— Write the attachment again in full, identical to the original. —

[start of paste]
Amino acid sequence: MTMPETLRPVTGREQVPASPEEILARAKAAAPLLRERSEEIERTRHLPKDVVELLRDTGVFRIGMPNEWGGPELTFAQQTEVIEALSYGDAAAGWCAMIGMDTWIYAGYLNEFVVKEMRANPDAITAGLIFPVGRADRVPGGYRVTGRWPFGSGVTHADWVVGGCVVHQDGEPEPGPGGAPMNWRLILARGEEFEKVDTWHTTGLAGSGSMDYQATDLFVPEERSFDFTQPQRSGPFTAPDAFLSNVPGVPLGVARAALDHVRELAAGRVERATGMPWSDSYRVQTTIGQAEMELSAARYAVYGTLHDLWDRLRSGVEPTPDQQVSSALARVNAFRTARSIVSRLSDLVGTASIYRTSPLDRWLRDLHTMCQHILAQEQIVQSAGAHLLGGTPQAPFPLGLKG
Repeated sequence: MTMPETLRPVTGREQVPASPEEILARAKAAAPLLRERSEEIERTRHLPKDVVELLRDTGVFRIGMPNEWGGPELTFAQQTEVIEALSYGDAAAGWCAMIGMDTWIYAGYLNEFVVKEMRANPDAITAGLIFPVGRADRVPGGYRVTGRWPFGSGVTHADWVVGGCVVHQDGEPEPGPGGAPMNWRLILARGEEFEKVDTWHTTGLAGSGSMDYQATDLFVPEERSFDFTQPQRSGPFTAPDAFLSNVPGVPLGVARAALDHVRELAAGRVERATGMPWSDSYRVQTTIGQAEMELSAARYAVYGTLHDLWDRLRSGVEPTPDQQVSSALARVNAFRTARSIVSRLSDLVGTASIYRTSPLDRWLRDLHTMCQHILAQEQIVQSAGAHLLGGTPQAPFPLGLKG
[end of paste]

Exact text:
Amino acid sequence: MTMPETLRPVTGREQVPASPEEILARAKAAAPLLRERSEEIERTRHLPKDVVELLRDTGVFRIGMPNEWGGPELTFAQQTEVIEALSYGDAAAGWCAMIGMDTWIYAGYLNEFVVKEMRANPDAITAGLIFPVGRADRVPGGYRVTGRWPFGSGVTHADWVVGGCVVHQDGEPEPGPGGAPMNWRLILARGEEFEKVDTWHTTGLAGSGSMDYQATDLFVPEERSFDFTQPQRSGPFTAPDAFLSNVPGVPLGVARAALDHVRELAAGRVERATGMPWSDSYRVQTTIGQAEMELSAARYAVYGTLHDLWDRLRSGVEPTPDQQVSSALARVNAFRTARSIVSRLSDLVGTASIYRTSPLDRWLRDLHTMCQHILAQEQIVQSAGAHLLGGTPQAPFPLGLKG
Repeated sequence: MTMPETLRPVTGREQVPASPEEILARAKAAAPLLRERSEEIERTRHLPKDVVELLRDTGVFRIGMPNEWGGPELTFAQQTEVIEALSYGDAAAGWCAMIGMDTWIYAGYLNEFVVKEMRANPDAITAGLIFPVGRADRVPGGYRVTGRWPFGSGVTHADWVVGGCVVHQDGEPEPGPGGAPMNWRLILARGEEFEKVDTWHTTGLAGSGSMDYQATDLFVPEERSFDFTQPQRSGPFTAPDAFLSNVPGVPLGVARAALDHVRELAAGRVERATGMPWSDSYRVQTTIGQAEMELSAARYAVYGTLHDLWDRLRSGVEPTPDQQVSSALARVNAFRTARSIVSRLSDLVGTASIYRTSPLDRWLRDLHTMCQHILAQEQIVQSAGAHLLGGTPQAPFPLGLKG